The Federal Communications Commission today announced that, for the first time, a voice service provider is being cut off from other networks for failing to meet the FCC’s requirements for protecting consumers against scam robocalls and malicious caller ID spoofing.  The FCC’s Enforcement Bureau today ordered that Global UC be removed from the Robocall Mitigation Database, which, as today’s Order states, “requires all intermediate providers and terminating voice service providers to cease accepting the Company’s traffic.”

“For too long, robocalls have flooded our phones and facilitated fraud. So we are using a new tool to fight against these scam calls.  We are cutting providers off and preventing them from accessing our networks when they fail to demonstrate they will protect consumers. This is a novel way to stop robocalls and it’s one we are going to keep using until we get this junk off the line,” said FCC Chairwoman Jessica Rosenworcel.  

While Global UC is the first company to be removed, the FCC continues to review responses to “show cause” orders requiring specific other providers show their concrete steps taken to protect consumer from scam robocalls and spoofing.  

“We have reached the point where we are ready to remove companies if they fail to abide by the rules and heed our warnings,” said Enforcement Bureau Chief Loyaan A. Egal.  “While this is a steep and impactful penalty, it underscores the importance we place on complying with our rules, which are designed to eliminate the ability of bad actors to use the U.S. communications networks to harm consumers.”

Certification in the Robocall Mitigation Database requires implementation of STIR/SHAKEN caller ID authentication protocols and/or detailed robocall mitigation plans for any portions of their networks where STIR/SHAKEN cannot be implemented (e.g. non-IP networks).  Database certification applicants that fail to meet the FCC’s robocall mitigation standards receive notification from the FCC’s Wireline Communication Bureau and, if they fail to respond and correct their filing, a “show cause” order from the Enforcement Bureau.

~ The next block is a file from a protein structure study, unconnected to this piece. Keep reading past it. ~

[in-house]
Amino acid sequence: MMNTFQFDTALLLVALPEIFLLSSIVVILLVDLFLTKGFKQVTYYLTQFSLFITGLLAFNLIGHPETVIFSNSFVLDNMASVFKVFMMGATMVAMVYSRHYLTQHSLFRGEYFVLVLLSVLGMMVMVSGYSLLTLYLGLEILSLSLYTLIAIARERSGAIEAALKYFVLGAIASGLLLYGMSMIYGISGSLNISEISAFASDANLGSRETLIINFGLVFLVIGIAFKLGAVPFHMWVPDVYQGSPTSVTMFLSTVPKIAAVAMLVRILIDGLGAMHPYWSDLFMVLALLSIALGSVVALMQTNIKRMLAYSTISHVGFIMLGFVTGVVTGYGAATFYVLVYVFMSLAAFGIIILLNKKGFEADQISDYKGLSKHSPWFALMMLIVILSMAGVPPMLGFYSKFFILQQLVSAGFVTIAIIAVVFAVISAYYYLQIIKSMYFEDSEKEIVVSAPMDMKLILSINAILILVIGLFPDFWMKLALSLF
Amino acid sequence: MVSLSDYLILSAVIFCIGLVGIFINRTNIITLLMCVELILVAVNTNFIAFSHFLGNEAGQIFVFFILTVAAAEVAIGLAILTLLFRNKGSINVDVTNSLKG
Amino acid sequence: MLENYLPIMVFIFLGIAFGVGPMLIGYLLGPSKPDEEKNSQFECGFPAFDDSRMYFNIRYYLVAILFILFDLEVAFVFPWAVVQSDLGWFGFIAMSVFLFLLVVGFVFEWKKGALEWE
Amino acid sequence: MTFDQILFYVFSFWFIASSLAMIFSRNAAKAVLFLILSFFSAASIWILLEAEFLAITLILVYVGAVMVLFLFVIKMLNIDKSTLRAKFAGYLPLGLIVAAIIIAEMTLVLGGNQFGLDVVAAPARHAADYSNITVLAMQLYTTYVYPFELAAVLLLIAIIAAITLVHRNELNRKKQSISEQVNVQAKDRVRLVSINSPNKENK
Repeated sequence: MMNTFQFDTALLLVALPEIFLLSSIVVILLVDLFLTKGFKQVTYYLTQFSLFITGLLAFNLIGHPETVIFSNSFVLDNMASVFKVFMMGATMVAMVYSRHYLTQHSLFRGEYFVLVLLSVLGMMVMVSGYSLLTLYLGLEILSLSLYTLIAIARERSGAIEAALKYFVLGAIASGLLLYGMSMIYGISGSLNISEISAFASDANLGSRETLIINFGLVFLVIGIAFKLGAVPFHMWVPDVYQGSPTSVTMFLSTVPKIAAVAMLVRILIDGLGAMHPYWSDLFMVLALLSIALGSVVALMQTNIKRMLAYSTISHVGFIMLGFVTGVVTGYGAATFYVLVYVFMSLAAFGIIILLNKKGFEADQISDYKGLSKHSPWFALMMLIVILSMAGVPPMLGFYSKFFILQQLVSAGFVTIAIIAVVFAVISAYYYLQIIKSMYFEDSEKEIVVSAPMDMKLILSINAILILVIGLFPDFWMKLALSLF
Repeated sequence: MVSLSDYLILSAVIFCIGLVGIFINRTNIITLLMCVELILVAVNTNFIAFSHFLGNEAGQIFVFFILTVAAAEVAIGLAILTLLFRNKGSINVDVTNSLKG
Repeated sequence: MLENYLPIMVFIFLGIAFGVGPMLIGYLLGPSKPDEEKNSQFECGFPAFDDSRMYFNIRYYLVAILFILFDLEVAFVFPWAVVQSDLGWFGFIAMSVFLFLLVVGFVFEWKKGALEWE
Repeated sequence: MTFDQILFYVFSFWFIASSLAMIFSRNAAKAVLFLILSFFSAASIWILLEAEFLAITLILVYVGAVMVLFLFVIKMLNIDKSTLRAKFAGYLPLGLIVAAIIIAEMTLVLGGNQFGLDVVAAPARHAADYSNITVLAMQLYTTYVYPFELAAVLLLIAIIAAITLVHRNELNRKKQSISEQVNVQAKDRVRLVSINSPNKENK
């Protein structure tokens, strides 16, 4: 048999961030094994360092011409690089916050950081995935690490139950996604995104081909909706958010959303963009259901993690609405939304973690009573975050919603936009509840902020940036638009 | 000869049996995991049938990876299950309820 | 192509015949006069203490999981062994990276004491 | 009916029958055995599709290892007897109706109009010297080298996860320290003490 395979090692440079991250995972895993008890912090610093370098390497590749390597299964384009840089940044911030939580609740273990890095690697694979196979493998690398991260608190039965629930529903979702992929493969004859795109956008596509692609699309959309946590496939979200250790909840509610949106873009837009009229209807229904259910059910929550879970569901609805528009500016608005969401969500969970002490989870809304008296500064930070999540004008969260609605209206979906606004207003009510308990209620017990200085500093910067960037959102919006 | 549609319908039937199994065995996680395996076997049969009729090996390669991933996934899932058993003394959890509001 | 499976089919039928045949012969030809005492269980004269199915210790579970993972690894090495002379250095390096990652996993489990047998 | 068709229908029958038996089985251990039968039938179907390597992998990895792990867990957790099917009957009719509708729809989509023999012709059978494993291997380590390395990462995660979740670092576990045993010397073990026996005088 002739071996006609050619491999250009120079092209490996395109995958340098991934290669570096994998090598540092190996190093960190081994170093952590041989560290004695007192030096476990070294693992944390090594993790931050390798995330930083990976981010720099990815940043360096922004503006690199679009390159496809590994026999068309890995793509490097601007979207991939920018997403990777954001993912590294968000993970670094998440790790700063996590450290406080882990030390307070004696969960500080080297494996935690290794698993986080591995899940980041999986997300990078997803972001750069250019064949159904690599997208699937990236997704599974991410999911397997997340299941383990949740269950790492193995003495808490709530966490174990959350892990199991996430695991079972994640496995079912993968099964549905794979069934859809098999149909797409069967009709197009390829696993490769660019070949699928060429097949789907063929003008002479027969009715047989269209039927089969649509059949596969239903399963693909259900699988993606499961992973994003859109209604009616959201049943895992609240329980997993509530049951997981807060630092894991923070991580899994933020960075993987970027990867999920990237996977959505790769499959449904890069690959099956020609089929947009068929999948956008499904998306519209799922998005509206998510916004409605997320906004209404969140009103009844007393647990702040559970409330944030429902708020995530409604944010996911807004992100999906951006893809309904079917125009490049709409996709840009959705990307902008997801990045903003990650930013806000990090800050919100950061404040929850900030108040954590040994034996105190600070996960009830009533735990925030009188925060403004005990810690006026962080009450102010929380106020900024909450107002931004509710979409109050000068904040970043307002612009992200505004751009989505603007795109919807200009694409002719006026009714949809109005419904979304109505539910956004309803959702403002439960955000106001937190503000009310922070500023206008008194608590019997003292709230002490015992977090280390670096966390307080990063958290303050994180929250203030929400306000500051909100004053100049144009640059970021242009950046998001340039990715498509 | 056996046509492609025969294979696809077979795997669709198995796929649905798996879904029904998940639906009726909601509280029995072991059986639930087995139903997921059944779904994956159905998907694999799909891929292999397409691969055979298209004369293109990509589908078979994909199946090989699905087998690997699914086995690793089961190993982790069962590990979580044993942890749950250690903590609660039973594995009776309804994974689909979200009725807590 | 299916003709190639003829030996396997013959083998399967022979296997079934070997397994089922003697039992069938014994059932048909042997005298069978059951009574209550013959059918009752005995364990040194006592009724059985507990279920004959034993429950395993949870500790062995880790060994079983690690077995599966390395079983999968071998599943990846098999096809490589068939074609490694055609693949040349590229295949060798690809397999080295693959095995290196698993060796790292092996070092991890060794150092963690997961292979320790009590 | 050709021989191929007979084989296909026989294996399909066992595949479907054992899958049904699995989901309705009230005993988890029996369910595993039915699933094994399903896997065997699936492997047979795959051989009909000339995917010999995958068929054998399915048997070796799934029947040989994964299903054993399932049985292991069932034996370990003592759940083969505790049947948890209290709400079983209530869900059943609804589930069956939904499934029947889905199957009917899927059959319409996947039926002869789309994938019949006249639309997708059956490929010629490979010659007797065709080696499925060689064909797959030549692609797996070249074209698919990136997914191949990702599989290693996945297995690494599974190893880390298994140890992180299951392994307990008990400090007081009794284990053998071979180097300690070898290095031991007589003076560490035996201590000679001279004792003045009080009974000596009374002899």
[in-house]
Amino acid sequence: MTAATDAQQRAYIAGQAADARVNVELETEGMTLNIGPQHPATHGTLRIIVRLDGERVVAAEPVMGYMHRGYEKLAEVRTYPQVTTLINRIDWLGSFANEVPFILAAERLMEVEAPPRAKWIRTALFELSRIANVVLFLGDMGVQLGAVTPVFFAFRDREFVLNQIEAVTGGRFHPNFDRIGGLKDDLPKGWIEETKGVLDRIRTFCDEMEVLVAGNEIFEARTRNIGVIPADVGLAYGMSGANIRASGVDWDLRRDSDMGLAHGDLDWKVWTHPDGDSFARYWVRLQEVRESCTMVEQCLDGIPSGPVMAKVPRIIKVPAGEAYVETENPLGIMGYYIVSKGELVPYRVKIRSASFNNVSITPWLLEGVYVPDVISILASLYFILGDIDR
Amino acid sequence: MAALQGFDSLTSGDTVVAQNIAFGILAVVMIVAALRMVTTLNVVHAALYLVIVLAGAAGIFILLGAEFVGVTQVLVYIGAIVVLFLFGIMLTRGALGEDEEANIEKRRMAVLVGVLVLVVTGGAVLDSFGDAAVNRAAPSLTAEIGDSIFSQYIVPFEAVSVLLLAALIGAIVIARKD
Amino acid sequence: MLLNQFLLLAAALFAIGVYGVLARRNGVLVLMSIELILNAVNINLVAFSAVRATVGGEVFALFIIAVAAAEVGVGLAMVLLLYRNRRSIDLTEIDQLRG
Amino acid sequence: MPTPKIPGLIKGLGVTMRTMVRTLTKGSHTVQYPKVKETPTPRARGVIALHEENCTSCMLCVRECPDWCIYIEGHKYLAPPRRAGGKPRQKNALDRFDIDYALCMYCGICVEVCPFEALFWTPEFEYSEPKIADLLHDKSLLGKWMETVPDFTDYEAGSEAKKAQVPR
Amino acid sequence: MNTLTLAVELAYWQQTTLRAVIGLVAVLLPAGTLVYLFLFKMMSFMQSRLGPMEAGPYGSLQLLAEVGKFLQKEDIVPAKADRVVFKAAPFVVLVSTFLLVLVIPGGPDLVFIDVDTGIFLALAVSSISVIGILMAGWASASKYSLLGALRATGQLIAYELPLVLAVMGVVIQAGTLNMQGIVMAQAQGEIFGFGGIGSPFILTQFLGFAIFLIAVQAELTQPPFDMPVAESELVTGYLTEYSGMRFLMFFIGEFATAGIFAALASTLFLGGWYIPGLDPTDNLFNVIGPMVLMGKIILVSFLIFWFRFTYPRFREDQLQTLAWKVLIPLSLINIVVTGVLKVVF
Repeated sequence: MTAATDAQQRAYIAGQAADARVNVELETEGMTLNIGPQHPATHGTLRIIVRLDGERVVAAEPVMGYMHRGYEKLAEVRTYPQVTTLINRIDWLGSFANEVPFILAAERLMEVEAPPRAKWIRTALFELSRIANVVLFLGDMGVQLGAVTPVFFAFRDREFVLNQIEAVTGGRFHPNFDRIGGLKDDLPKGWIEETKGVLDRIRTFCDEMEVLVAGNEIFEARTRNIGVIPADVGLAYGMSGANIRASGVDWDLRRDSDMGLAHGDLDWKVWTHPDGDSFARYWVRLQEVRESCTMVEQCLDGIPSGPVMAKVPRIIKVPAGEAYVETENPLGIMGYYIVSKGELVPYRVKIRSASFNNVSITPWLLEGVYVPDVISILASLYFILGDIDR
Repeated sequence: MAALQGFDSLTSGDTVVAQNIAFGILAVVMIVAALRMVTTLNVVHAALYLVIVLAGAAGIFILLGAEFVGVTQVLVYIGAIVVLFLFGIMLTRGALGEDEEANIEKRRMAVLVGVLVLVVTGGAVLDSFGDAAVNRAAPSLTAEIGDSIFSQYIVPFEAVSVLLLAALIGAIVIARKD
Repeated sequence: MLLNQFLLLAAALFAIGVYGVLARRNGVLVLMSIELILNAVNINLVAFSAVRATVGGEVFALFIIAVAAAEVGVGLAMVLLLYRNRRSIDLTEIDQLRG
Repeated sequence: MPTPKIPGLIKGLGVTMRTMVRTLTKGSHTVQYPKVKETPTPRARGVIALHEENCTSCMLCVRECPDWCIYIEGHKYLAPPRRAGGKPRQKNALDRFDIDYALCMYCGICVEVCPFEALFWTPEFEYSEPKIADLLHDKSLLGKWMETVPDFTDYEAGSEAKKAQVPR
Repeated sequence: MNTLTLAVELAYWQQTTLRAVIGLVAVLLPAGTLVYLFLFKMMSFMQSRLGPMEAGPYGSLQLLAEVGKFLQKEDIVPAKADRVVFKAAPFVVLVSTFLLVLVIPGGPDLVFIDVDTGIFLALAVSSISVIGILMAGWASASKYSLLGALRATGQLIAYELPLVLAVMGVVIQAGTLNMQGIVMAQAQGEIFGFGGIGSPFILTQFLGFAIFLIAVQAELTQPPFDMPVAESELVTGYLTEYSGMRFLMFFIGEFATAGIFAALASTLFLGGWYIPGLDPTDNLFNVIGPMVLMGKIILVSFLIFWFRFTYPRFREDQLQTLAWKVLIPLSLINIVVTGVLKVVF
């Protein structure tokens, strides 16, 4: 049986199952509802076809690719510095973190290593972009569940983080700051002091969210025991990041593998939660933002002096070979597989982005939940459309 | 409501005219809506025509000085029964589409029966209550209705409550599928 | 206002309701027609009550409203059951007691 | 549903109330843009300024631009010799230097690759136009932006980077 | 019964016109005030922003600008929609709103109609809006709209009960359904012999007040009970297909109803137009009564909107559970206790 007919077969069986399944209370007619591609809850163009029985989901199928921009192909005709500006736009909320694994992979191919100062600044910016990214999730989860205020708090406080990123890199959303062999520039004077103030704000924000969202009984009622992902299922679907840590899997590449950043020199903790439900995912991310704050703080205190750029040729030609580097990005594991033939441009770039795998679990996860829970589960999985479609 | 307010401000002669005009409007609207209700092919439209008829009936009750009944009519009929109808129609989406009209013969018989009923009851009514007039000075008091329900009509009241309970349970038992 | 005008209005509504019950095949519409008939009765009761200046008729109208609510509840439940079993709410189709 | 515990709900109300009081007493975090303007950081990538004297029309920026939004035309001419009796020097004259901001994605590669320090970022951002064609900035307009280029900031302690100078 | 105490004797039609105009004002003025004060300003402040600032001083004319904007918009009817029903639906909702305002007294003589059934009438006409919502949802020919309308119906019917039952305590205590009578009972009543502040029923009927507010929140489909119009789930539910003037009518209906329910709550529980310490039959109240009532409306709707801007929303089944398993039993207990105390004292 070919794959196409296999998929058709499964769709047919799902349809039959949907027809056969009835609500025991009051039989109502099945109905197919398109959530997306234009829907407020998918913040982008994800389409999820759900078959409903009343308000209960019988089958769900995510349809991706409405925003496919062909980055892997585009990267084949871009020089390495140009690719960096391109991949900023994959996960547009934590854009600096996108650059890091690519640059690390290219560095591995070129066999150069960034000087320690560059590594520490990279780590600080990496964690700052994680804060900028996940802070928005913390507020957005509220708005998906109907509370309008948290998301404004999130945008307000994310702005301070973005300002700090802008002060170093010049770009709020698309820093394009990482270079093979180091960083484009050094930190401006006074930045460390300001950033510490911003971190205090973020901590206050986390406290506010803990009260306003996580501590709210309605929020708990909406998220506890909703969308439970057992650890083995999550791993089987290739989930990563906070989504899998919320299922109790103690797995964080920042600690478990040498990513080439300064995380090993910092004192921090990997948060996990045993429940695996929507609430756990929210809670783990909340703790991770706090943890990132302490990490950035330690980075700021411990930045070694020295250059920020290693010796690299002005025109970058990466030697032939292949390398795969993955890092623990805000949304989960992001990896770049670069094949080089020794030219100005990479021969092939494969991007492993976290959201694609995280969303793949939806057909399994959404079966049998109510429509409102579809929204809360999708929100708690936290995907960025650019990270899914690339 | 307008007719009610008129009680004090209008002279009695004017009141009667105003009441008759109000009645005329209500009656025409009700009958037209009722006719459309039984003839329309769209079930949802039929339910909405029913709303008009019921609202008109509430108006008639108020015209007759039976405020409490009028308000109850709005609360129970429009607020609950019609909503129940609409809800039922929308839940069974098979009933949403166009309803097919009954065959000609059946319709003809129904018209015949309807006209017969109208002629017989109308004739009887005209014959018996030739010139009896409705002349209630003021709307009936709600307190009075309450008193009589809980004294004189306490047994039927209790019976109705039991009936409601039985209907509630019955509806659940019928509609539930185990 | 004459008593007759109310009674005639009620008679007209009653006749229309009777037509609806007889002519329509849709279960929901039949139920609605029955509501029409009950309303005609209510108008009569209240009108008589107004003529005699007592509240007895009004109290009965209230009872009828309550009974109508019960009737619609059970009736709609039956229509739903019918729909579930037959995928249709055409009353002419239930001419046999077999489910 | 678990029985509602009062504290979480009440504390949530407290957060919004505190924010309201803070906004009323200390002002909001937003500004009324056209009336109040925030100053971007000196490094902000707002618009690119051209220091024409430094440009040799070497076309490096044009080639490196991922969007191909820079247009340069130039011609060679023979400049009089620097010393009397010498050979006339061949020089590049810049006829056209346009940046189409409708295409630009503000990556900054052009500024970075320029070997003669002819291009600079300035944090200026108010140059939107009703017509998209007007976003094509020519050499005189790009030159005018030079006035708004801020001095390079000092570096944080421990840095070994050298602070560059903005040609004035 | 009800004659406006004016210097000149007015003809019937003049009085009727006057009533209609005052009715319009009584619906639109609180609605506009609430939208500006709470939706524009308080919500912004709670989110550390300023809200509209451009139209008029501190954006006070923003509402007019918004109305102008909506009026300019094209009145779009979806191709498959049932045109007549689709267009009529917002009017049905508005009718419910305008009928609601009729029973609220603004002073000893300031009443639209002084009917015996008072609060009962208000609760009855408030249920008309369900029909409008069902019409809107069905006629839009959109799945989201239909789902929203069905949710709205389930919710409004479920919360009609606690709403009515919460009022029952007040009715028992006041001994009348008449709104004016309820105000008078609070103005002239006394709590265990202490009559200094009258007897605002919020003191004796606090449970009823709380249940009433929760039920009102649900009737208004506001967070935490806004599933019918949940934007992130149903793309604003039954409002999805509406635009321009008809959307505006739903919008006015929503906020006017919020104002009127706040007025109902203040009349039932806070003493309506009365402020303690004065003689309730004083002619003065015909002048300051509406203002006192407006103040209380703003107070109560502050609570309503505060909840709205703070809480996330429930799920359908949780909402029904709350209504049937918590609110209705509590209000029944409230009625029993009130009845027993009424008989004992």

The FCC’s Robocall Response Team – an agency-wide working group covering enforcement, spoofing and robocall policy-making, and more – has garnered results in protecting consumers:

  • A “K4 Notice” authorizing all U.S.-based voice service providers to cease carrying specified traffic related to an auto warranty scam robocall campaign.  This resulted in a massive, 99% drop in the volume of these calls since June, according to RoboKiller;
  • A “K4 Notice” was recently issued against a student loan robocall campaign, following a consumer alert and Enforcement Advisory;
  • STIR/SHAKEN standards have been widely implemented across IP networks;
  • Record-breaking spoofing and robocall fines;
  • Closing gateways used by international robocallers to reach Americans’ phones;
  • Signing robocall investigation partnerships with 43 states plus DC and Guam; and
  • Launching a robotext proceeding to protect consumer from scam text messages.

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